The CBS-CS Sisterhood sponsored a trip to Glimmerglass Opera in Cooperstown on July 18 to see “Porgy and Bess.” Included in the trip was a backstage tour and a tour of the costume shop.


JCC’s early childhood program receives Matthews grant BY WILLIAM WALLAK The Sam Pomeranz Jewish Community Center of Syracuse has been awarded a $1,000 grant from the Matthews Children’s Foundation to benefit its Jerome and Phyllis Charney Early Childhood Development Program. This latest round of funding is the result of JCC Board President Steven Sisskind’s ongoing efforts to facilitate the JCC’s grant application. “I can’t overstate how wonderful the Matthews Foundation has been in its continued support of our children’s programs,” said Sisskind. “The foundation’s generosity and commitment to funding our programs to benefit the families we serve has been outstanding.” The early childhood program is using the grant to create a third infant room. The

funds will go toward purchasing materials to support the babies. Matthews Children’s Foundation awards grants to nonprofit organizations whose purpose is to support children. It has contributed millions of dollars to date to such charities. “I am so grateful for [Sisskind’s] efforts and his relationship with the Matthews Foundation,” said Marci Erlebacher, JCC executive director. “The fantastic support from this organization and from all of our donors helps strengthen our programs and services, and allows us to better serve our members and the community.” For more information about the JCC and supporting its programs serving infants-seniors, contact Erin Hart at 315445-2040, ext. 112, or ehart@jccsyr.org.

At right, l-r: Steven and Robin Sisskind’s grandchildren, Ari Gnacik (left) and Eli Gnacik (right), helped JCC Executive Director Marci Erlebacher (center) display the JCC’s latest grant check from the Matthews Children’s Foundation. Steven is the JCC’s board president and has facilitated the Matthews grant application for many years.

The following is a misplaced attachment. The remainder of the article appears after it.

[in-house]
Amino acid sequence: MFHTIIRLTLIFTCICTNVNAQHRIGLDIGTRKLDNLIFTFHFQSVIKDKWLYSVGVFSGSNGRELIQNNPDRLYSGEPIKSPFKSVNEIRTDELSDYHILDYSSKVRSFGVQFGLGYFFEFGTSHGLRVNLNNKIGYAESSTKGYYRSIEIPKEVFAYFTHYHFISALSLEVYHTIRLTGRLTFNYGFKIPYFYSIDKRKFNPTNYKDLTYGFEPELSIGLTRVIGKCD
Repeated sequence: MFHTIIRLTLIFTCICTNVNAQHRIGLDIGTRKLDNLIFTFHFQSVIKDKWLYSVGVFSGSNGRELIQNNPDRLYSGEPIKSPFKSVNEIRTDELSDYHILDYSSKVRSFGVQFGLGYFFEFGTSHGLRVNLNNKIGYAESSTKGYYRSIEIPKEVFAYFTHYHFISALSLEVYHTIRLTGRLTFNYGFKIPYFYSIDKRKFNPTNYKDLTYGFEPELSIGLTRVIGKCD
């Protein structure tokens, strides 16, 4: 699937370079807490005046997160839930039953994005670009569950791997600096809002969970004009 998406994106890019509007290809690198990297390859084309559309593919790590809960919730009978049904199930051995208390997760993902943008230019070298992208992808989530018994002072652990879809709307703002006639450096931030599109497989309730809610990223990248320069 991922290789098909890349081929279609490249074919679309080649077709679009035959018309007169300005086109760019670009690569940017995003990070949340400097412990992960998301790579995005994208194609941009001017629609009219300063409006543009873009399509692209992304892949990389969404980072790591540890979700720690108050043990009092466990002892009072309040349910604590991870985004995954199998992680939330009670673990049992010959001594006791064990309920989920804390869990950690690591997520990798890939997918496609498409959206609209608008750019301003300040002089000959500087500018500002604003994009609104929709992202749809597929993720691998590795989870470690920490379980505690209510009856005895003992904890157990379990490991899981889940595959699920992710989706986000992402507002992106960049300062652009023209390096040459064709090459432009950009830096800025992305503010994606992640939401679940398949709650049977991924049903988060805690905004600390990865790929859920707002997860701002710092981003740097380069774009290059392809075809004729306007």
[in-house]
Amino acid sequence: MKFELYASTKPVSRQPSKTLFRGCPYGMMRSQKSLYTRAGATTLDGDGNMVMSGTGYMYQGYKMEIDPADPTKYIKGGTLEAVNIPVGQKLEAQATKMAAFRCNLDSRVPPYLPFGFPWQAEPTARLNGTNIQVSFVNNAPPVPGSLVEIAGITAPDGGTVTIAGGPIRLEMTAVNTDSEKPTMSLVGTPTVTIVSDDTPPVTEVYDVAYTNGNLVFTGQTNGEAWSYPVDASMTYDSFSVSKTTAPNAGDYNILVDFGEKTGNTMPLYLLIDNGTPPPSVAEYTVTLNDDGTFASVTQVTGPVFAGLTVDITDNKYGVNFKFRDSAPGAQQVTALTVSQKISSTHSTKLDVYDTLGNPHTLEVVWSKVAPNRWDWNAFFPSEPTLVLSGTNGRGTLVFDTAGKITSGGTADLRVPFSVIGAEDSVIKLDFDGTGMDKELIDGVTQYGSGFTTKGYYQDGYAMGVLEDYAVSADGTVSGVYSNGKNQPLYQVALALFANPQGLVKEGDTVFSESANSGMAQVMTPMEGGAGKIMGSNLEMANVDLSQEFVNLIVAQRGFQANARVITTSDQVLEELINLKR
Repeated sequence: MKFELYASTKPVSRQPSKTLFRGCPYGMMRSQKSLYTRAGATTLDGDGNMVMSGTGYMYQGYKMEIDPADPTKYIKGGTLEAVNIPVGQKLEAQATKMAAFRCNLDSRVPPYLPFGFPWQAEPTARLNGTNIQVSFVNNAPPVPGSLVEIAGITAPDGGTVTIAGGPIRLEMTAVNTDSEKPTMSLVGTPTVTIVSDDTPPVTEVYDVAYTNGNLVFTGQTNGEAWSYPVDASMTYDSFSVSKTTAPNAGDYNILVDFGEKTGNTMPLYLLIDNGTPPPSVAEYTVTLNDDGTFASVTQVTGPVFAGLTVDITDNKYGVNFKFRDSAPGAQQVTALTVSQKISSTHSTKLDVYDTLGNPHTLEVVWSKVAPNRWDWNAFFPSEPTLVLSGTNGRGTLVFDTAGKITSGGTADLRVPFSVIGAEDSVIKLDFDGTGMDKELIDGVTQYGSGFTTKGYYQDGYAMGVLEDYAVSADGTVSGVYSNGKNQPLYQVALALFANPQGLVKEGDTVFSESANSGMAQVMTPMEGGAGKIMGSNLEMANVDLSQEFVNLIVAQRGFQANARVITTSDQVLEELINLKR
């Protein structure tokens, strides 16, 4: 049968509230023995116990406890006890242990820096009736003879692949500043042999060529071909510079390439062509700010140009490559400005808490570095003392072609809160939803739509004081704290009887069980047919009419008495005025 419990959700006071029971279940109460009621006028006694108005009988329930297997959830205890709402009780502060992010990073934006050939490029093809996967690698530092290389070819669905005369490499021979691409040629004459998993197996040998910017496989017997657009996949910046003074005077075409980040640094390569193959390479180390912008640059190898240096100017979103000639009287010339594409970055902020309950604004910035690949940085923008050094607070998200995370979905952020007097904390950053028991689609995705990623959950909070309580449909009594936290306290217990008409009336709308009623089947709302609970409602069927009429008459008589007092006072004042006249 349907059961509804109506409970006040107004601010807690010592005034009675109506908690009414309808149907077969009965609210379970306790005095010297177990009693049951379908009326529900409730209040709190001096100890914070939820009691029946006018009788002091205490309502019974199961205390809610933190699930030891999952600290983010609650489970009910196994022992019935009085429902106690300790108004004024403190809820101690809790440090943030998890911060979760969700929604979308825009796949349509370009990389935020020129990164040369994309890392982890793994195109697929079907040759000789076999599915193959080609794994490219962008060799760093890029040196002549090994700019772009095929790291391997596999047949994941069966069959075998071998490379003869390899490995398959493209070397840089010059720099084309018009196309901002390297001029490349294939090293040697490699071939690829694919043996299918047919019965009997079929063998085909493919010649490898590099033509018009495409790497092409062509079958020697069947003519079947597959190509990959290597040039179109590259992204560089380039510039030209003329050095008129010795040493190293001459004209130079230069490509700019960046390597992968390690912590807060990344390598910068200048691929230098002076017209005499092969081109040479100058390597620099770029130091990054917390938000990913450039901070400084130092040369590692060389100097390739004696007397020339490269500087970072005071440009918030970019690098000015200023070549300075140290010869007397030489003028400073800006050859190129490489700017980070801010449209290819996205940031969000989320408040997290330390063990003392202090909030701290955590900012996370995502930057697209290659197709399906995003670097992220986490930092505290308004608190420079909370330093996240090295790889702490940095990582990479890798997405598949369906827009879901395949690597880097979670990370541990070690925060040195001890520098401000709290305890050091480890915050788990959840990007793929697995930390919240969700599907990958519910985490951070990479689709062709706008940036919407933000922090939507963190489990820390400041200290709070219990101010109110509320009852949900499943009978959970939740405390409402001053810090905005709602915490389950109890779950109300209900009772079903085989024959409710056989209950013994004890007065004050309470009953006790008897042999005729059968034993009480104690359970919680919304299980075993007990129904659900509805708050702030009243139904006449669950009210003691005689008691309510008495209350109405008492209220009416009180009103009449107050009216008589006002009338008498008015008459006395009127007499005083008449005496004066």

Jewish Children’s Fund approves gifts to JCC BY JUDITH L. STANDER The Syracuse Jewish Children’s Fund, administered at the Jewish Community Foundation of Central New York, has voted to award financial gifts to seven local organizations that currently serve the needs of children who reside in Central New York. The organization was started in 1870 and incorporated in 1878 as the Jewish Orphans Asylum of Western New York. It served the communities of Buffalo, Rochester and Syracuse. Syracuse was represented by then 22-year-old Louis Marshall, along with Isaac Danziger, in what was the first known regional Jewish assembly of upstate cities. In 1883, a property in Rochester was acquired and the Jewish Orphan Asylum was established and functioned there until 1928, when it was no longer needed. Proceeds from the sale of the property were divided among the three communities and, in Syracuse, ultimately became the base for the Jewish Children’s Fund of the Jewish Foundation of Central New York. Over the years, income from this fund has been used to benefit a variety of children’s causes. This year’s gifts are being directed for use to the Charity for Children, Friends of Israel Scouts, InterFaith Works, Jewish Federation of Central New York, Sam Pomeranz Jewish Community

Temple while advancing an ongoing Palestinian campaign to deny Jewish history and marginalize the very presence of Jews on Judaism’s most sacred site. What should have been a non-issue turned into a major crisis, testing which side would blink first. Not for the first time, Israel’s government seemingly has buckled, and has begun removing the metal detectors. At this writing on July 25, the Palestinians, who are still boycotting the site and rejecting any new surveillance

L-r: Michael Kalet, chair of the Syracuse Jewish Children’s Fund Committee, handed a check from the organization to Marci Erlebacher, executive director of the Sam Pomeranz Jewish Community Center on June 12. Center, Syracuse Jewish Family Service and Temple Concord. The funds are held by the Jewish Foundation of Central New York as a donor advised fund. The current membership of the Jewish Children’s Fund Committee includes Barbara Baum, William Berinstein, Gary Grossman, Mary Jumbelic, Michael Kalet (chair), Tobey Kresel, Bonnie Leff (secretary), Michael Moss (chair emeritus), Margie Johnson, Rob Rothman, Robert Sarason and Jennifer Satterlee.